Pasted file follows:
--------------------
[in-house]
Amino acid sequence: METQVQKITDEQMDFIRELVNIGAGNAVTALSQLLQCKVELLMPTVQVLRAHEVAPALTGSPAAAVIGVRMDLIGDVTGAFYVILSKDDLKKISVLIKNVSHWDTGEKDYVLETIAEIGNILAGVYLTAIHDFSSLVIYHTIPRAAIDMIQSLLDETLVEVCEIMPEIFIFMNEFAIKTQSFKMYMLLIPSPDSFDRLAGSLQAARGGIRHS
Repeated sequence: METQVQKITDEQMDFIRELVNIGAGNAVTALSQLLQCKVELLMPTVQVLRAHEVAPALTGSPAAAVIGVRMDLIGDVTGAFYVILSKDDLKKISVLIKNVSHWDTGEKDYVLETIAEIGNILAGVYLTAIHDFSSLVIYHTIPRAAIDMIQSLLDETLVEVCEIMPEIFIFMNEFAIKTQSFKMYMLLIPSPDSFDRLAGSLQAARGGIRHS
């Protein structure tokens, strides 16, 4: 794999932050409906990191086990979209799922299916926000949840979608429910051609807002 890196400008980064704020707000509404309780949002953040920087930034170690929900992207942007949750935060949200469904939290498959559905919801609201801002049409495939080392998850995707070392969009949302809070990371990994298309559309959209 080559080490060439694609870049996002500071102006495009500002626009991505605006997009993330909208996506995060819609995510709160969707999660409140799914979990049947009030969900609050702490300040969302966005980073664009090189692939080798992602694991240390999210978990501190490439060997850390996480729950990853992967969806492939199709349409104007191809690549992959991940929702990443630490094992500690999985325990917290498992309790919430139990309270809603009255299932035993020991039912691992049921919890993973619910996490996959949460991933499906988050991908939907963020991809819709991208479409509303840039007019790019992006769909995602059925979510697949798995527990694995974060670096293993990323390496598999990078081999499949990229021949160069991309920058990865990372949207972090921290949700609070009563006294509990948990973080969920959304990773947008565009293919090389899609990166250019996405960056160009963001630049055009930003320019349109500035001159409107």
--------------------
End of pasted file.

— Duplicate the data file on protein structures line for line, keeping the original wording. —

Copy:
[in-house]
Amino acid sequence: METQVQKITDEQMDFIRELVNIGAGNAVTALSQLLQCKVELLMPTVQVLRAHEVAPALTGSPAAAVIGVRMDLIGDVTGAFYVILSKDDLKKISVLIKNVSHWDTGEKDYVLETIAEIGNILAGVYLTAIHDFSSLVIYHTIPRAAIDMIQSLLDETLVEVCEIMPEIFIFMNEFAIKTQSFKMYMLLIPSPDSFDRLAGSLQAARGGIRHS
Repeated sequence: METQVQKITDEQMDFIRELVNIGAGNAVTALSQLLQCKVELLMPTVQVLRAHEVAPALTGSPAAAVIGVRMDLIGDVTGAFYVILSKDDLKKISVLIKNVSHWDTGEKDYVLETIAEIGNILAGVYLTAIHDFSSLVIYHTIPRAAIDMIQSLLDETLVEVCEIMPEIFIFMNEFAIKTQSFKMYMLLIPSPDSFDRLAGSLQAARGGIRHS
């Protein structure tokens, strides 16, 4: 794999932050409906990191086990979209799922299916926000949840979608429910051609807002 890196400008980064704020707000509404309780949002953040920087930034170690929900992207942007949750935060949200469904939290498959559905919801609201801002049409495939080392998850995707070392969009949302809070990371990994298309559309959209 080559080490060439694609870049996002500071102006495009500002626009991505605006997009993330909208996506995060819609995510709160969707999660409140799914979990049947009030969900609050702490300040969302966005980073664009090189692939080798992602694991240390999210978990501190490439060997850390996480729950990853992967969806492939199709349409104007191809690549992959991940929702990443630490094992500690999985325990917290498992309790919430139990309270809603009255299932035993020991039912691992049921919890993973619910996490996959949460991933499906988050991908939907963020991809819709991208479409509303840039007019790019992006769909995602059925979510697949798995527990694995974060670096293993990323390496598999990078081999499949990229021949160069991309920058990865990372949207972090921290949700609070009563006294509990948990973080969920959304990773947008565009293919090389899609990166250019996405960056160009963001630049055009930003320019349109500035001159409107």